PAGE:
the Social Security Act, from June 23, 2013, through the date
of this decision (20 C.F.R. § 404.1520(f)).
only issues before the court are whether proper legal
standards were applied and whether the final decision of the
Commissioner is supported by substantial evidence.
42 U.S.C. § 423(d)(1)(A), (d)(5), as well as pursuant to
the regulations formulated by the Commissioner, the plaintiff
has the burden of proving disability, which is defined as an
“inability to do any substantial gainful activity by
reason of any medically determinable physical or mental
impairment which can be expected to result in death or which
has lasted or can be expected to last for a continuous period
of not less than 12 months.” 20 C.F.R. §
facilitate a uniform and efficient processing of disability
claims, the Social Security Act has by regulation reduced the
statutory definition of “disability” to a series
of five sequential questions. An examiner must consider
whether the claimant (1) is engaged in substantial gainful
activity, (2) has a severe impairment, (3) has an impairment
that meets or medically equals an impairment contained in the
Listing of Impairments found at 20 C.F.R. Pt. 404, Subpt. P,
App. 1, (4) can perform his past relevant work, and (5) can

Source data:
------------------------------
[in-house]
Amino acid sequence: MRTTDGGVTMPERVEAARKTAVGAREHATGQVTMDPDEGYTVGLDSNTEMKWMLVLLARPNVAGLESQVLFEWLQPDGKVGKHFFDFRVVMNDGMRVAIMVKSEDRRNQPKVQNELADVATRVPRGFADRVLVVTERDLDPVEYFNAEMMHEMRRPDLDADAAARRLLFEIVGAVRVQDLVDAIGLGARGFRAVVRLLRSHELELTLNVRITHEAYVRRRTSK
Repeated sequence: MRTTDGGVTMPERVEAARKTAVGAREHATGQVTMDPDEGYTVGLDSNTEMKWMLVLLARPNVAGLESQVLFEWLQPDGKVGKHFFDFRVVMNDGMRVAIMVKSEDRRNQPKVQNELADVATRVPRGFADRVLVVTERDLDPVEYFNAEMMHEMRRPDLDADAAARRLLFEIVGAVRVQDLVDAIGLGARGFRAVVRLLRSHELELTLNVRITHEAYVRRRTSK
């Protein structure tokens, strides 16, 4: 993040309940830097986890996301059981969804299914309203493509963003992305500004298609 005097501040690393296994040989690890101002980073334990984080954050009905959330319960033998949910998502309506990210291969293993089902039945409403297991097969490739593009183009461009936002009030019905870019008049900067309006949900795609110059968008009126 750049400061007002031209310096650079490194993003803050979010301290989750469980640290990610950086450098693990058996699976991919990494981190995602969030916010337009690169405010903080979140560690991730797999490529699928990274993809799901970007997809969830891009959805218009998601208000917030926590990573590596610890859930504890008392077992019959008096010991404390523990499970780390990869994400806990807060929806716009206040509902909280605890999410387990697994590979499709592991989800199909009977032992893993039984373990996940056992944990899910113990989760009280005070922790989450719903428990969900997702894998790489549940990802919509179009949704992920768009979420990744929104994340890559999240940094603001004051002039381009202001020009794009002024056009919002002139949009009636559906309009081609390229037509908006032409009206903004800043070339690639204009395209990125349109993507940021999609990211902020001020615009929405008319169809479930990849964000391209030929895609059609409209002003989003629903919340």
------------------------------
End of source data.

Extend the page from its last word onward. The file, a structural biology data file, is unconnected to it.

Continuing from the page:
perform other work. Id. § 404.1520. If an
individual is found not disabled at any step, further inquiry
is unnecessary. Id. § 404.1520(a)(4).
claimant must make a prima facie case of disability
by showing he is unable to return to his past relevant work
because of his impairments. Grant v. Schweiker, 699
F.2d 189, 191 (4th Cir. 1983). Once an individual
has established a prima facie case of disability,
the burden shifts to the Commissioner to establish that the
plaintiff can perform alternative work and that such work
exists in the national economy. Id. (citing 42
U.S.C. § 423(d)(2)(A)). The Commissioner may carry this
burden by obtaining testimony from a vocational expert.
Id. at 192.
to 42 U.S.C. § 405(g), the court may review the
Commissioner's denial of benefits. However, this review
is limited to considering whether the Commissioner's
findings “are supported by substantial evidence and
were reached through application of the correct legal
standard.” Craig v. Chater, 76 F.3d 585, 589
(4th Cir. 1996). “Substantial evidence” means
“such relevant evidence as a reasonable mind might
accept as adequate to support a conclusion; it consists of
more than a mere scintilla of evidence but may be somewhat
less than a preponderance.” Id. In reviewing
the evidence, the court may not “undertake to re-weigh
conflicting evidence, make credibility determinations, or
substitute [its] judgment for that of the
[Commissioner].” Id. Consequently, even if the
court disagrees with Commissioner's decision, the court
must uphold it if it is supported by substantial evidence.
Blalock v. Richardson, 483 F.2d 773, 775
(4th Cir. 1972).
plaintiff was born on May 19, 1962, and was 51 years old on
the alleged onset date of disability (June 23, 2013) and 53
years old on the date of the ALJ's decision (November 19,
2015). The plaintiff has a high school education, served four
years in the United States ...